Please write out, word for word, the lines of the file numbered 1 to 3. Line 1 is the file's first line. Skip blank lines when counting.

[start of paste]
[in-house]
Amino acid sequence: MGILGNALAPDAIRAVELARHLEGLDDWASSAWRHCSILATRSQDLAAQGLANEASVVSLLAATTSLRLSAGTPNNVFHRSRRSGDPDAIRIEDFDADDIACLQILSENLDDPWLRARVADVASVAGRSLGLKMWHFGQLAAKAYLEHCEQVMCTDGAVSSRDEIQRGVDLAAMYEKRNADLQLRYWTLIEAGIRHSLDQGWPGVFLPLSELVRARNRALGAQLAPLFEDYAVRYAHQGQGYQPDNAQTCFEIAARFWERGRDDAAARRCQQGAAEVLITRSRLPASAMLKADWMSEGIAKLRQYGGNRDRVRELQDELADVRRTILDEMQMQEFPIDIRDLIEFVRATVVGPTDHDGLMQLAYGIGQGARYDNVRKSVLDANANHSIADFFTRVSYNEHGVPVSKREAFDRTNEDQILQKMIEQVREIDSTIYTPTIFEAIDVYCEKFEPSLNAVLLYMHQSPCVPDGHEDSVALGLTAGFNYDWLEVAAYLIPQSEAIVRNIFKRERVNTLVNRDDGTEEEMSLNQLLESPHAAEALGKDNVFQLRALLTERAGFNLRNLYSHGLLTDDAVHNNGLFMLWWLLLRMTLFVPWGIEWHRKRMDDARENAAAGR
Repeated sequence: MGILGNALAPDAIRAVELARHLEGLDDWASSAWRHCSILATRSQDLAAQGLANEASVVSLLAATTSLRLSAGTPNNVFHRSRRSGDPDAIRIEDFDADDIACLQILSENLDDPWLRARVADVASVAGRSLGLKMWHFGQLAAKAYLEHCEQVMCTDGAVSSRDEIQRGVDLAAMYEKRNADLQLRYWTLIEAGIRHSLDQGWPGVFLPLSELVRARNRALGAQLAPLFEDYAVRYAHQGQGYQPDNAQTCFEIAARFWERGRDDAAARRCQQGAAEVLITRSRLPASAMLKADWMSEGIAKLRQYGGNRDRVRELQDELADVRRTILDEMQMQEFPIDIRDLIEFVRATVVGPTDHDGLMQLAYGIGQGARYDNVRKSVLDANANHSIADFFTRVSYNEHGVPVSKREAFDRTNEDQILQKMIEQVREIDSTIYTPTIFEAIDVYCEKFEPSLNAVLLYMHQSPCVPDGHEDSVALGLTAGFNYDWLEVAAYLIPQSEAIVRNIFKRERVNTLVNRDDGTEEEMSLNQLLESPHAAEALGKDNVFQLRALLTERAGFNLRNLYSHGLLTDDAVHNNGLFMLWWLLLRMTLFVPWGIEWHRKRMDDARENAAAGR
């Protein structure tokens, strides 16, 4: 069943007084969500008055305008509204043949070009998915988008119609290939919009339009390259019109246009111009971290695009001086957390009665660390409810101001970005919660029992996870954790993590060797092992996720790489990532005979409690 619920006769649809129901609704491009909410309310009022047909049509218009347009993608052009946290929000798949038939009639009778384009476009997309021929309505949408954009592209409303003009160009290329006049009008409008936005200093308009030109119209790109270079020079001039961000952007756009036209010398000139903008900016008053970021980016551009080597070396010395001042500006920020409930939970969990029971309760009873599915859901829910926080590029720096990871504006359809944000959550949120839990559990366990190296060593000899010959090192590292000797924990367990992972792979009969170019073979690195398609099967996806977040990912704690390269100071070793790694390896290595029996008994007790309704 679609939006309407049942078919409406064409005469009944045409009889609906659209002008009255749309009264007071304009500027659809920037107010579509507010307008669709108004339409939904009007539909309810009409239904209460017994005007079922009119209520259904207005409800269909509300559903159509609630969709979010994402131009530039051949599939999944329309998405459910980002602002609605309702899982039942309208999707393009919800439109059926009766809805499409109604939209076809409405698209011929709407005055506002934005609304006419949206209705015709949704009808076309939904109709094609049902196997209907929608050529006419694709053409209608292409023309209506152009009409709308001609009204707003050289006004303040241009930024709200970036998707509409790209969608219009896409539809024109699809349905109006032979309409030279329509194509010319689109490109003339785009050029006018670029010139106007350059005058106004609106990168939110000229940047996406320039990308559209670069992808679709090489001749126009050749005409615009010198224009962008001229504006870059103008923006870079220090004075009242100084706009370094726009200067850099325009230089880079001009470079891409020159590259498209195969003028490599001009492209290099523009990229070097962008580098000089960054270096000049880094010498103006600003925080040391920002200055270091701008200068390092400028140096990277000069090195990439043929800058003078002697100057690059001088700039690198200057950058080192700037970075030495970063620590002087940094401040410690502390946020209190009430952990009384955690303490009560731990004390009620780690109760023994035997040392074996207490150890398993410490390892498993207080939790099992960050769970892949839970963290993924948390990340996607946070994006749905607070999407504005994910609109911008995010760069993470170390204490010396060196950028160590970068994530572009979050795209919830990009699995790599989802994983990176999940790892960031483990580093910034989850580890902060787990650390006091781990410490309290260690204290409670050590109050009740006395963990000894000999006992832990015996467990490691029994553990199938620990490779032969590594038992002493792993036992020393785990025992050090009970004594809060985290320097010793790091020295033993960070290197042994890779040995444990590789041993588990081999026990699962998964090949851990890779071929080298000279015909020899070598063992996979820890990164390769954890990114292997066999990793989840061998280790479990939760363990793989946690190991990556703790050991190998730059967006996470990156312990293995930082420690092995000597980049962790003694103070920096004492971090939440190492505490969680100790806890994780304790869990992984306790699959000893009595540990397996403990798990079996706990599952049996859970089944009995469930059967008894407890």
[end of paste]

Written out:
[in-house]
Amino acid sequence: MGILGNALAPDAIRAVELARHLEGLDDWASSAWRHCSILATRSQDLAAQGLANEASVVSLLAATTSLRLSAGTPNNVFHRSRRSGDPDAIRIEDFDADDIACLQILSENLDDPWLRARVADVASVAGRSLGLKMWHFGQLAAKAYLEHCEQVMCTDGAVSSRDEIQRGVDLAAMYEKRNADLQLRYWTLIEAGIRHSLDQGWPGVFLPLSELVRARNRALGAQLAPLFEDYAVRYAHQGQGYQPDNAQTCFEIAARFWERGRDDAAARRCQQGAAEVLITRSRLPASAMLKADWMSEGIAKLRQYGGNRDRVRELQDELADVRRTILDEMQMQEFPIDIRDLIEFVRATVVGPTDHDGLMQLAYGIGQGARYDNVRKSVLDANANHSIADFFTRVSYNEHGVPVSKREAFDRTNEDQILQKMIEQVREIDSTIYTPTIFEAIDVYCEKFEPSLNAVLLYMHQSPCVPDGHEDSVALGLTAGFNYDWLEVAAYLIPQSEAIVRNIFKRERVNTLVNRDDGTEEEMSLNQLLESPHAAEALGKDNVFQLRALLTERAGFNLRNLYSHGLLTDDAVHNNGLFMLWWLLLRMTLFVPWGIEWHRKRMDDARENAAAGR
Repeated sequence: MGILGNALAPDAIRAVELARHLEGLDDWASSAWRHCSILATRSQDLAAQGLANEASVVSLLAATTSLRLSAGTPNNVFHRSRRSGDPDAIRIEDFDADDIACLQILSENLDDPWLRARVADVASVAGRSLGLKMWHFGQLAAKAYLEHCEQVMCTDGAVSSRDEIQRGVDLAAMYEKRNADLQLRYWTLIEAGIRHSLDQGWPGVFLPLSELVRARNRALGAQLAPLFEDYAVRYAHQGQGYQPDNAQTCFEIAARFWERGRDDAAARRCQQGAAEVLITRSRLPASAMLKADWMSEGIAKLRQYGGNRDRVRELQDELADVRRTILDEMQMQEFPIDIRDLIEFVRATVVGPTDHDGLMQLAYGIGQGARYDNVRKSVLDANANHSIADFFTRVSYNEHGVPVSKREAFDRTNEDQILQKMIEQVREIDSTIYTPTIFEAIDVYCEKFEPSLNAVLLYMHQSPCVPDGHEDSVALGLTAGFNYDWLEVAAYLIPQSEAIVRNIFKRERVNTLVNRDDGTEEEMSLNQLLESPHAAEALGKDNVFQLRALLTERAGFNLRNLYSHGLLTDDAVHNNGLFMLWWLLLRMTLFVPWGIEWHRKRMDDARENAAAGR